Gov. Holcomb declares Disaster Emergency for 11 counties due to heavy rainfall

(Photo supplied/State of Indiana)

Gov. Eric Holcomb issued a disaster emergency for 11 Indiana counties, including St. Joseph, Elkhart, Marshall, Starke and Fulton Counties in the 95.3 MNC listening area, in response to widespread flooding and infrastructure damage caused by sustained heavy rainfall.

The governor signed an executive order to also include Carroll, Dearborn, Lake, Marshall, Perry, Switzerland and White counties. This disaster emergency declaration may be expanded to include other counties in the days ahead, with more rain expected and thunderstorms predicted in the southern part of the state.

The disaster declaration means the state Department of Homeland Security can take necessary actions to provide expanded emergency services and is a step the state is required to take to request assistance from the federal government.

“This is an important step in helping Hoosiers around our state who’ve been hurt by this flooding,” Gov. Holcomb said. “Our state agencies will continue to work hand-in-hand with local emergency management teams to help families weather the tragedies they are facing. I’m amazed by their resiliency. Looking ahead, we won’t hesitate to seek federal assistance if it proves necessary.”

The State Emergency Operations Center was activated on Thursday, Feb. 22, and continues to maintain a statewide operating picture concerning the status of the ongoing flooding and respond to requests for assistance from local officials.

The operations center has directly assisted counties by coordinating the delivery of over 700,000 sandbags, two water pumps, heavy equipment and vehicles, labor crews, traffic control, UAV photography and subject matter expertise on disaster response and recovery.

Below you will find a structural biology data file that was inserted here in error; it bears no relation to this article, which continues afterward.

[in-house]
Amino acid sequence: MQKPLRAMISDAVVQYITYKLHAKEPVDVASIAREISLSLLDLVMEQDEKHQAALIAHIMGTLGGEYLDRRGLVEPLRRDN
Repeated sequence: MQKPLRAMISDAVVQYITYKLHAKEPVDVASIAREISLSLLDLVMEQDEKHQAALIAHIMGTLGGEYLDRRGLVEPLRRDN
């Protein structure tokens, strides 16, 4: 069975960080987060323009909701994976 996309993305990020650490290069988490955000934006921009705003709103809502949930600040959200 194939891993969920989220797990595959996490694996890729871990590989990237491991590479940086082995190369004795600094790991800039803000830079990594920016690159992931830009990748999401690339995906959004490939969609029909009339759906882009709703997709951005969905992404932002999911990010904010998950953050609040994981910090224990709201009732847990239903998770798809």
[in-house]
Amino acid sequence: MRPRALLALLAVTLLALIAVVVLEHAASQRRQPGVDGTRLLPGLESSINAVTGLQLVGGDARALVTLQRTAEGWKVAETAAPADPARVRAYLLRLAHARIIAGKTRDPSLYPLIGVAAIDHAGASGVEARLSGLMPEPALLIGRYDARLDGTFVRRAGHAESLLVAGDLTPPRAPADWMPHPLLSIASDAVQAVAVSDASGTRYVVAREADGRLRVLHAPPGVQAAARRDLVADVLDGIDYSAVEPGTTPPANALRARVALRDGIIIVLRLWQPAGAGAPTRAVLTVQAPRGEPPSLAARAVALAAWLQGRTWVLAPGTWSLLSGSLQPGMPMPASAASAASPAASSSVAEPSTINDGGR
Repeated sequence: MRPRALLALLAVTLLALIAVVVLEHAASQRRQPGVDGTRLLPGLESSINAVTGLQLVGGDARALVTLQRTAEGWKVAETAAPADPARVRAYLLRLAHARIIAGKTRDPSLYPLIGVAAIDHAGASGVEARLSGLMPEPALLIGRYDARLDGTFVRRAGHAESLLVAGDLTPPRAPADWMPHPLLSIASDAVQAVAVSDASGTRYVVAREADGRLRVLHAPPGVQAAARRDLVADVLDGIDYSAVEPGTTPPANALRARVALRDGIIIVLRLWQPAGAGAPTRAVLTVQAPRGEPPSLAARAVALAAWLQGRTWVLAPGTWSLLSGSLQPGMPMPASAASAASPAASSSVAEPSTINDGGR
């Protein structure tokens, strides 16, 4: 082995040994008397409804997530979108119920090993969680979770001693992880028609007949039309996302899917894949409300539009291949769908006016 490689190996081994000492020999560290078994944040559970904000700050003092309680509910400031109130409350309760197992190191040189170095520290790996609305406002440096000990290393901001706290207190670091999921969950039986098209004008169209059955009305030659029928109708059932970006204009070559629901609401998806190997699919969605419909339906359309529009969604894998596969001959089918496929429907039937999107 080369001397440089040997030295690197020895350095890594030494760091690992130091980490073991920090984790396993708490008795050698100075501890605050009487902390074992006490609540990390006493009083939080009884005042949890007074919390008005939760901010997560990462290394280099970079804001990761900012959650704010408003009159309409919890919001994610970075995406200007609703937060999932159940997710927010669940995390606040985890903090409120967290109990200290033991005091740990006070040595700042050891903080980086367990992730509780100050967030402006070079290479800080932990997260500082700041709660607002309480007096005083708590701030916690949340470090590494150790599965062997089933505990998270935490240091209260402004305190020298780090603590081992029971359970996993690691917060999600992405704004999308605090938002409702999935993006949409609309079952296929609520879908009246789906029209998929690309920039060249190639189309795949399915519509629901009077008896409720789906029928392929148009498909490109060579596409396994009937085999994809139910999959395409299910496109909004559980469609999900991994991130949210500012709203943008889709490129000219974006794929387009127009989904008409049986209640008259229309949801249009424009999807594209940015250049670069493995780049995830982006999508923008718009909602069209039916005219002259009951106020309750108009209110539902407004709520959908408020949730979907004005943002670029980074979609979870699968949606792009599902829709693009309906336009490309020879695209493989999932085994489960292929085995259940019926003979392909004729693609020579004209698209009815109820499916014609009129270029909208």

In addition to the Indiana Department of Homeland Security, other agencies providing services include the Department of Natural Resources, Indiana State Police, Indiana Department of Transportation, Indiana Department of Corrections, Indiana National Guard and the American Red Cross.

The State Emergency Operations Center will continue monitoring the status of the ongoing situation and providing support and resources across the state.

Rain began late in the day on Thursday, Feb. 15 in the northern part of the state and received record-level rainfall through Wednesday, Feb. 21. As a result, the region has experienced unprecedented flood damage to properties and infrastructure. Widespread flooding continues, especially across northwest and northcentral Indiana. Central Indiana is under a flood watch. In the southern part of the state, thunderstorms are underway and expected to continue overnight. These storms may produce high winds, hail, additional rainfall and potentially tornadoes.

The governor toured Elkhart and St. Joseph counties on Friday, learning about the flood damage and local emergency response efforts underway there. He will return from the National Governor’s Association meeting in Washington D.C. tomorrow and will tour more parts of the state affected by recent weather.

To report weather-related damage, please contact

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